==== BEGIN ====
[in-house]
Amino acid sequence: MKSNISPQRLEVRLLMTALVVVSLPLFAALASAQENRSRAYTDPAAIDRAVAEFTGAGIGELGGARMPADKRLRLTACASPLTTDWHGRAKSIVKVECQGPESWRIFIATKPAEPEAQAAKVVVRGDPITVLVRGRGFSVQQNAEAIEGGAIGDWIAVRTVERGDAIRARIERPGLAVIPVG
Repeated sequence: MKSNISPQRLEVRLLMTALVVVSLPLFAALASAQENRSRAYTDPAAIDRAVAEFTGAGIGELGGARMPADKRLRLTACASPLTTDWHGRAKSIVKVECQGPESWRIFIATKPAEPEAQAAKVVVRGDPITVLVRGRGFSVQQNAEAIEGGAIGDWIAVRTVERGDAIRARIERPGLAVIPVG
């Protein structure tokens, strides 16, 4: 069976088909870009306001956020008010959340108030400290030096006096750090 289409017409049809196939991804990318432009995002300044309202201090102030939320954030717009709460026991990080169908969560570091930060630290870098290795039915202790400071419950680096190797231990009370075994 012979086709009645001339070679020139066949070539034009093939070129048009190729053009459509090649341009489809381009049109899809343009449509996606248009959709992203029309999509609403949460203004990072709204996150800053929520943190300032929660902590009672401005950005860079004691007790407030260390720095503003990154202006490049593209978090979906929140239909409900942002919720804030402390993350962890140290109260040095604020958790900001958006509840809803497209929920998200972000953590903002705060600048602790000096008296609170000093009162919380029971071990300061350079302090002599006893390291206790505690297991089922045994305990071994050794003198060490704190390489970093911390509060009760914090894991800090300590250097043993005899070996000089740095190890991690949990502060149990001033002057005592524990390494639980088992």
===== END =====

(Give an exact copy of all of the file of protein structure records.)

[in-house]
Amino acid sequence: MKSNISPQRLEVRLLMTALVVVSLPLFAALASAQENRSRAYTDPAAIDRAVAEFTGAGIGELGGARMPADKRLRLTACASPLTTDWHGRAKSIVKVECQGPESWRIFIATKPAEPEAQAAKVVVRGDPITVLVRGRGFSVQQNAEAIEGGAIGDWIAVRTVERGDAIRARIERPGLAVIPVG
Repeated sequence: MKSNISPQRLEVRLLMTALVVVSLPLFAALASAQENRSRAYTDPAAIDRAVAEFTGAGIGELGGARMPADKRLRLTACASPLTTDWHGRAKSIVKVECQGPESWRIFIATKPAEPEAQAAKVVVRGDPITVLVRGRGFSVQQNAEAIEGGAIGDWIAVRTVERGDAIRARIERPGLAVIPVG
């Protein structure tokens, strides 16, 4: 069976088909870009306001956020008010959340108030400290030096006096750090 289409017409049809196939991804990318432009995002300044309202201090102030939320954030717009709460026991990080169908969560570091930060630290870098290795039915202790400071419950680096190797231990009370075994 012979086709009645001339070679020139066949070539034009093939070129048009190729053009459509090649341009489809381009049109899809343009449509996606248009959709992203029309999509609403949460203004990072709204996150800053929520943190300032929660902590009672401005950005860079004691007790407030260390720095503003990154202006490049593209978090979906929140239909409900942002919720804030402390993350962890140290109260040095604020958790900001958006509840809803497209929920998200972000953590903002705060600048602790000096008296609170000093009162919380029971071990300061350079302090002599006893390291206790505690297991089922045994305990071994050794003198060490704190390489970093911390509060009760914090894991800090300590250097043993005899070996000089740095190890991690949990502060149990001033002057005592524990390494639980088992």